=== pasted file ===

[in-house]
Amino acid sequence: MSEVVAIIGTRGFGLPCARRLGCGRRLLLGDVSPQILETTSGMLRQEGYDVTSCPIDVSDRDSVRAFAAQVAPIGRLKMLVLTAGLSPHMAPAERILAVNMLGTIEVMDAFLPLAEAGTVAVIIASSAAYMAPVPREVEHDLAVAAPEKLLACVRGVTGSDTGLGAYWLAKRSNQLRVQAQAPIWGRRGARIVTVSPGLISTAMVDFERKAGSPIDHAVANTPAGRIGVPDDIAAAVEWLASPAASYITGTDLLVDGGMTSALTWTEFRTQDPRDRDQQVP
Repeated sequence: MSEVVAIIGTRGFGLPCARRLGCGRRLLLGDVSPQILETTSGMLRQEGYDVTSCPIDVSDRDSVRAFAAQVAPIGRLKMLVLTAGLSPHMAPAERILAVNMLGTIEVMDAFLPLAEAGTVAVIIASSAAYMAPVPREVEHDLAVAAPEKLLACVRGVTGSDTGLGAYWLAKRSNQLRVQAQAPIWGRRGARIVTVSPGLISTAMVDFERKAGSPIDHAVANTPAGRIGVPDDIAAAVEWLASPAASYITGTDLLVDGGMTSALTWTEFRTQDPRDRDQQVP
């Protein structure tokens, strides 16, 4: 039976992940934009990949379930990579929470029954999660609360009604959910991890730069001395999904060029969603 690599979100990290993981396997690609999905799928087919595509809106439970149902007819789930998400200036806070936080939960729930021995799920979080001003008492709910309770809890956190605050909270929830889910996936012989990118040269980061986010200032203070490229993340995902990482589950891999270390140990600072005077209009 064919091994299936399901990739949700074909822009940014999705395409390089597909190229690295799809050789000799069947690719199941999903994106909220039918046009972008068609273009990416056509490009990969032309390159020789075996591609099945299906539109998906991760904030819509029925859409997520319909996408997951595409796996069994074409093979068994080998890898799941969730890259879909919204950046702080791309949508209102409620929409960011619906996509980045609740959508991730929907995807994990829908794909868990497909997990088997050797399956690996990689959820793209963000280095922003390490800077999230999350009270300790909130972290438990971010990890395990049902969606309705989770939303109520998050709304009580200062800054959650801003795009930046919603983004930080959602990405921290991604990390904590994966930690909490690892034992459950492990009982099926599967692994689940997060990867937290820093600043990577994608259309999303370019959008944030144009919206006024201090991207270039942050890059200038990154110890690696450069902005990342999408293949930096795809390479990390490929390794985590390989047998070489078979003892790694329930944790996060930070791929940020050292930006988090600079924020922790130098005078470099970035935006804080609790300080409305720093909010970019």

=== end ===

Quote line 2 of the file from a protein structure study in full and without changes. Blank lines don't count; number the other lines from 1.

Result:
Amino acid sequence: MSEVVAIIGTRGFGLPCARRLGCGRRLLLGDVSPQILETTSGMLRQEGYDVTSCPIDVSDRDSVRAFAAQVAPIGRLKMLVLTAGLSPHMAPAERILAVNMLGTIEVMDAFLPLAEAGTVAVIIASSAAYMAPVPREVEHDLAVAAPEKLLACVRGVTGSDTGLGAYWLAKRSNQLRVQAQAPIWGRRGARIVTVSPGLISTAMVDFERKAGSPIDHAVANTPAGRIGVPDDIAAAVEWLASPAASYITGTDLLVDGGMTSALTWTEFRTQDPRDRDQQVP